For me, eggnog season cant come soon enough. As soon as Halloween is packed away, I buy a quart of my favorite eggnog at the grocery store. I drink it little by little, spiked and not. I make eggnog cappuccinos in the morning and eggnog milkshakes at night. On the weekends, there is nothing like French toast made with eggnog.
But the best eggnog of the season is the frothy cloud-like homemade eggnog I make for Christmas cocktails. Before I go any further, I should mention that while I use raw eggs in my recipe, you should feel free to use pasteurized eggs if that concerns you. The results will be just as good.
My love of homemade eggnog started at a young age. I was a pre-teen when my best friend and I discovered our love for making festive libations way before we really knew what a cocktail was. We made Jack Frost lemonade in the summer and one fall and winter we went through a homemade eggnog stage. Meaning we made it from scratch and drank it every day for several months.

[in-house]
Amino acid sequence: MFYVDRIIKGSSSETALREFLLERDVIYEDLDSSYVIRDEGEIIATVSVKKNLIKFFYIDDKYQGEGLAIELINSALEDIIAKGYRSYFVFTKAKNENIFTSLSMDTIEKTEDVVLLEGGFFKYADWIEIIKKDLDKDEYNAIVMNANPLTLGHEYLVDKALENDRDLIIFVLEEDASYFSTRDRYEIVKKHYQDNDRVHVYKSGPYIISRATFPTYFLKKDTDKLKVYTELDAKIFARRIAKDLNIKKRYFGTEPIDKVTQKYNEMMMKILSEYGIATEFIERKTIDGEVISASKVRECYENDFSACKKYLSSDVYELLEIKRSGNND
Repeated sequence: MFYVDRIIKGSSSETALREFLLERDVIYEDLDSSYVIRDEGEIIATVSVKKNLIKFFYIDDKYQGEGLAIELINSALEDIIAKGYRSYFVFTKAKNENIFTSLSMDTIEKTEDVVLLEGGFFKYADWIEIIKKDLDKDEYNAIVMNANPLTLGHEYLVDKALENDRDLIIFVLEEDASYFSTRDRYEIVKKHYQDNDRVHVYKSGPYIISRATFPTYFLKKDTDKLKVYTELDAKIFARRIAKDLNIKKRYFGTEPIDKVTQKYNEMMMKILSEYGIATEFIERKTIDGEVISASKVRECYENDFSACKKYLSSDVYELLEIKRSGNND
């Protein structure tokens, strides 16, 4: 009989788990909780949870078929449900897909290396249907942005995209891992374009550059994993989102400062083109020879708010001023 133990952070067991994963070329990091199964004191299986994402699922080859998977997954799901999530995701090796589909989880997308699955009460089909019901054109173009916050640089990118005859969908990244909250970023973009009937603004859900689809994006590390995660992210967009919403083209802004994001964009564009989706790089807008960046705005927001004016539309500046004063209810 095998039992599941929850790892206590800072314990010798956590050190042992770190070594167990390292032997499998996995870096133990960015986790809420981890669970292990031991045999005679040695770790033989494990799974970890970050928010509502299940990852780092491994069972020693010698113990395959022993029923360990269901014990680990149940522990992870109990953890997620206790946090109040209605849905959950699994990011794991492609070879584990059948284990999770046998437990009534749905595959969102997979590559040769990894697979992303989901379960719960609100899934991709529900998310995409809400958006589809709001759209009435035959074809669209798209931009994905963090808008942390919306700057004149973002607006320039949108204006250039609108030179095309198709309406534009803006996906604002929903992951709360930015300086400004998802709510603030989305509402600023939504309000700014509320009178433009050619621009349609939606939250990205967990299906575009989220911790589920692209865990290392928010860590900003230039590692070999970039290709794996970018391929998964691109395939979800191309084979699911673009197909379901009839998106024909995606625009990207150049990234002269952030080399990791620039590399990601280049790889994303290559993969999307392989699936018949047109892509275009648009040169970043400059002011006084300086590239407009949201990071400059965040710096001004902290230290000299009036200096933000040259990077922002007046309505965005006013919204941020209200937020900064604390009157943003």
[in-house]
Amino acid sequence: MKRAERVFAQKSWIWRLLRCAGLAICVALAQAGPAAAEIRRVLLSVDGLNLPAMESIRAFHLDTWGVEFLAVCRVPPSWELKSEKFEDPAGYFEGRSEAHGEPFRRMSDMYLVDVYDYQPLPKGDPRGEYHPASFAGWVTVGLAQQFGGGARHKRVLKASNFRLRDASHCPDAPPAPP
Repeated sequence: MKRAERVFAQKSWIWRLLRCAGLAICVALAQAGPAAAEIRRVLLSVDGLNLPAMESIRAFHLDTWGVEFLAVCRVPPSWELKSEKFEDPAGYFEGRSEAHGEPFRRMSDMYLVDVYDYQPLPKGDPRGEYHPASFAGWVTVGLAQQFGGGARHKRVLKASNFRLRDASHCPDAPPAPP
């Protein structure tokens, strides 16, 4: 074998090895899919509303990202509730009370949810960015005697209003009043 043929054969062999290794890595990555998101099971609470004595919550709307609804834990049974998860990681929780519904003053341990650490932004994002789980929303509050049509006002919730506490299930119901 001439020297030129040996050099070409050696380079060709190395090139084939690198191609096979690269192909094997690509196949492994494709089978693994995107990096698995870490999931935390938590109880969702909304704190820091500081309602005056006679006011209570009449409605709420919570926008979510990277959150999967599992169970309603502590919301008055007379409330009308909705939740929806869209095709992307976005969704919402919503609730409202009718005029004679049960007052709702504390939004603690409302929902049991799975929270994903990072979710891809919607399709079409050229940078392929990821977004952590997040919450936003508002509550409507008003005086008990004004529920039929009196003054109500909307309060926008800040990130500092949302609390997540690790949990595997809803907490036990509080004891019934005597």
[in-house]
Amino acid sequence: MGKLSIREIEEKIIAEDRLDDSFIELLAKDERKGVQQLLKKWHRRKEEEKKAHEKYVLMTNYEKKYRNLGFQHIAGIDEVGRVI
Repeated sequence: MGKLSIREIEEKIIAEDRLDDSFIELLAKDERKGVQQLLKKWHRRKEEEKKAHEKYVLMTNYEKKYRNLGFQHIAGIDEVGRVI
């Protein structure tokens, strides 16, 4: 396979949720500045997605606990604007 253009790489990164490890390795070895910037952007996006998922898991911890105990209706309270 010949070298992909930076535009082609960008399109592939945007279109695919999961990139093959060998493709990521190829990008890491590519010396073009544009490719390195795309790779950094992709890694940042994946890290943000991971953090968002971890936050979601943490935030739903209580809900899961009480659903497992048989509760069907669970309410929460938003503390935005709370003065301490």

My first attempt at making eggnog was very simple whipped eggs, cold milk and sugar with fresh grated nutmeg. If you are an eggnog lover, you know that the nutmeg is key! Soon, I graduated to Level 2 eggnog, which involves folding in whipped egg whites. You can make it without separating the eggs and whipping them individually, but it is nothing like the ethereal eggnog with the whipped egg whites.
Because there are so few ingredients, it is essential that the eggs and milk be as fresh and as high quality as you can find.
As an adult, I have graduated to a Level 3 eggnog, which includes whipped egg whites and whipped cream folded into the sweetened egg and milk base. I sweeten all three components with superfine sugar the yolks, the egg whites and the cream for a more balanced and silkier eggnog.
Superfine sugar dissolves more easily than traditional white sugar, producing a smoother, creamier texture. If you dont have it on hand, you can make your own by pulsing regular granulated white sugar in a food processor. I like making the eggnog without alcohol, then spiking individual servings with bourbon. That way, you can serve everyone from the same bowl!
EDITORS NOTE: Elizabeth Karmel is a grilling and Southern foods expert and executive chef at Hill Country Barbecue Market restaurants in New York and Washington, as well as Hill Country Chicken in New York. She is the author of three cookbooks, including Soaked, Slathered and Seasoned.